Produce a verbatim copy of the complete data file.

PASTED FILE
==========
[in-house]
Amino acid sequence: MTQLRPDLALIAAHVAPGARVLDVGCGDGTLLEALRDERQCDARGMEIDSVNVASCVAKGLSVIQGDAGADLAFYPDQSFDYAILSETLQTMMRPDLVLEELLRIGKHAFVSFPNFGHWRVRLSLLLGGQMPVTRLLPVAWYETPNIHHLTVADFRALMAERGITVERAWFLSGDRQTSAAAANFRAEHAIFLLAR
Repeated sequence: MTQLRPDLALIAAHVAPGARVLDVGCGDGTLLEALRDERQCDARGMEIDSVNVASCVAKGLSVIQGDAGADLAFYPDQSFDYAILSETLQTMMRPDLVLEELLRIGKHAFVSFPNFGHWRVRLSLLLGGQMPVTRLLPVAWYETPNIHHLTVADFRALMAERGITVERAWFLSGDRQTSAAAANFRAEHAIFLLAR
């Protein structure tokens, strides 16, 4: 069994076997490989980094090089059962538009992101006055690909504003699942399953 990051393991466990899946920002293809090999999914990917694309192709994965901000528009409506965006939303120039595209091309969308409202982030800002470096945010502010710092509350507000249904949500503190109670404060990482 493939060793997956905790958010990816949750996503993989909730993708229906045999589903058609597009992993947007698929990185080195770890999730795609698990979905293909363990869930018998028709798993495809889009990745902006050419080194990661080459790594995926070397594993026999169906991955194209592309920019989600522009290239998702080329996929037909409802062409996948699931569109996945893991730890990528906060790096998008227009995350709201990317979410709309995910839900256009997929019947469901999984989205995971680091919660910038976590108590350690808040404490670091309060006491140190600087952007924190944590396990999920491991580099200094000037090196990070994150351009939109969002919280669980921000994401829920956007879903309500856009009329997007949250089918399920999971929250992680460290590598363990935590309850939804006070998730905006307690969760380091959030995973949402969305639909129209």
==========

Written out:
[in-house]
Amino acid sequence: MTQLRPDLALIAAHVAPGARVLDVGCGDGTLLEALRDERQCDARGMEIDSVNVASCVAKGLSVIQGDAGADLAFYPDQSFDYAILSETLQTMMRPDLVLEELLRIGKHAFVSFPNFGHWRVRLSLLLGGQMPVTRLLPVAWYETPNIHHLTVADFRALMAERGITVERAWFLSGDRQTSAAAANFRAEHAIFLLAR
Repeated sequence: MTQLRPDLALIAAHVAPGARVLDVGCGDGTLLEALRDERQCDARGMEIDSVNVASCVAKGLSVIQGDAGADLAFYPDQSFDYAILSETLQTMMRPDLVLEELLRIGKHAFVSFPNFGHWRVRLSLLLGGQMPVTRLLPVAWYETPNIHHLTVADFRALMAERGITVERAWFLSGDRQTSAAAANFRAEHAIFLLAR
């Protein structure tokens, strides 16, 4: 069994076997490989980094090089059962538009992101006055690909504003699942399953 990051393991466990899946920002293809090999999914990917694309192709994965901000528009409506965006939303120039595209091309969308409202982030800002470096945010502010710092509350507000249904949500503190109670404060990482 493939060793997956905790958010990816949750996503993989909730993708229906045999589903058609597009992993947007698929990185080195770890999730795609698990979905293909363990869930018998028709798993495809889009990745902006050419080194990661080459790594995926070397594993026999169906991955194209592309920019989600522009290239998702080329996929037909409802062409996948699931569109996945893991730890990528906060790096998008227009995350709201990317979410709309995910839900256009997929019947469901999984989205995971680091919660910038976590108590350690808040404490670091309060006491140190600087952007924190944590396990999920491991580099200094000037090196990070994150351009939109969002919280669980921000994401829920956007879903309500856009009329997007949250089918399920999971929250992680460290590598363990935590309850939804006070998730905006307690969760380091959030995973949402969305639909129209």